On Earth We’re Briefly Gorgeous is a letter from a son to a mother who cannot read. Written when the speaker, Little Dog, is in his late twenties, the letter unearths a family’s history that began before he was born – a history whose epicenter is rooted in Vietnam and spans to Hartford, Connecticut – and serves as a doorway into parts of his life his mother has never known, all of it leading to an unforgettable revelation. At once a witness to the fraught yet undeniable love between a single mother and her son, On Earth We’re Briefly Gorgeous is also a brutally honest exploration of race, class, and masculinity. Asking questions central to our American moment, immersed as we are in addiction, violence, and trauma, but udergirded by compassion and tenderness, it is as much about the power of telling one’s own story as it is about the obliterating silence of not being heard.

About the Author

Photo by Celeste Sloman for the New York Times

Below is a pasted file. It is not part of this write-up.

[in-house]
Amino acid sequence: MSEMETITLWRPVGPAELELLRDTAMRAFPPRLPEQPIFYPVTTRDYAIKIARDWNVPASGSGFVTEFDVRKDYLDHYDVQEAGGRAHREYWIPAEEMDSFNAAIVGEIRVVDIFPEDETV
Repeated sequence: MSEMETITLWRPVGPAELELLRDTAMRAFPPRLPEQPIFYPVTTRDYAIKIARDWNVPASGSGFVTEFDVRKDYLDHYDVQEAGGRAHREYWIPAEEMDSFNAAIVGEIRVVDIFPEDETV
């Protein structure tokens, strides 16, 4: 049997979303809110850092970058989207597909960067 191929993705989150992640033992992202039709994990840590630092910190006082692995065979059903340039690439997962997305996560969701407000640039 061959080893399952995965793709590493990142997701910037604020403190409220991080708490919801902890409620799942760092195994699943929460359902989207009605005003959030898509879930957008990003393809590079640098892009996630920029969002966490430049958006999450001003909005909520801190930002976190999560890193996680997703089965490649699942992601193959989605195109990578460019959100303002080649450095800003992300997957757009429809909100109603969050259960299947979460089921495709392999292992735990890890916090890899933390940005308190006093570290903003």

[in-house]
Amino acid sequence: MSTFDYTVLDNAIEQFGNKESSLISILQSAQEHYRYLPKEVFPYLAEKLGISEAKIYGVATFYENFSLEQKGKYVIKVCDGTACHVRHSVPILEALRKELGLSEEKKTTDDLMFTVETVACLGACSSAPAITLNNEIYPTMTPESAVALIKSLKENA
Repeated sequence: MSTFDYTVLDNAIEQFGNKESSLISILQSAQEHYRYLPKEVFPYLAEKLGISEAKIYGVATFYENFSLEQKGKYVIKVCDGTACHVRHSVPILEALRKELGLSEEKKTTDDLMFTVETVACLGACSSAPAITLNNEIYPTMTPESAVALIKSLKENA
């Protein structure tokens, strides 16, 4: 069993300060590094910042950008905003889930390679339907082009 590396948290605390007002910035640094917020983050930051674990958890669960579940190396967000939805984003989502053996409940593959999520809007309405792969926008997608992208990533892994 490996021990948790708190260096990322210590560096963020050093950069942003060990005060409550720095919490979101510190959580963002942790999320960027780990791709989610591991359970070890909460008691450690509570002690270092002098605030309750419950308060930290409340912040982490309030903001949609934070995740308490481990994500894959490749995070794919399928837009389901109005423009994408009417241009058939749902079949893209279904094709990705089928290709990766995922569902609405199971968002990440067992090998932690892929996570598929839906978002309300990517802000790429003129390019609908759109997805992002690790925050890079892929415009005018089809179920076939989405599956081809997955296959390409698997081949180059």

Ocean Vuong (Vương Quc Vinh) was born on October 14, 1988 in Ho Chi Minh City, Vietnam.

With his six relatives, Vuong immigrated in 1990 to Hartford, Connecticut, United States after spending a year in a refugee camp in the Philippines. At Brooklyn College, Vuong studied under poet and novelist Ben Lerner. Vuong received a Bachelor of Arts in Nineteenth Century English Literature. His writing career begun with several poems and essays which were published in various journal and magazines.

Vuong’s first chapbook, Burnings, was published in 2011. He followed it up with his second chapbook, No, in 2013. Night Sky With Exit Wounds (2016) was his first full-length collection. In June 2019, his first novel, On Earth We’re Briefly Gorgeous was published by Penguin Press. Vuong is also the recipient of different awards such as the 2017 T.S. Elliot Prize, the 2015 Narrative Prize, and the 2014 Pushcart Prize.

Vuong is a Kundiman fellow and is currently an Assistant Professor in the MFA Program for Writers at the University of Massachusetts at Amherst. Openly gay, he currently lives in Northampton, Massachusetts.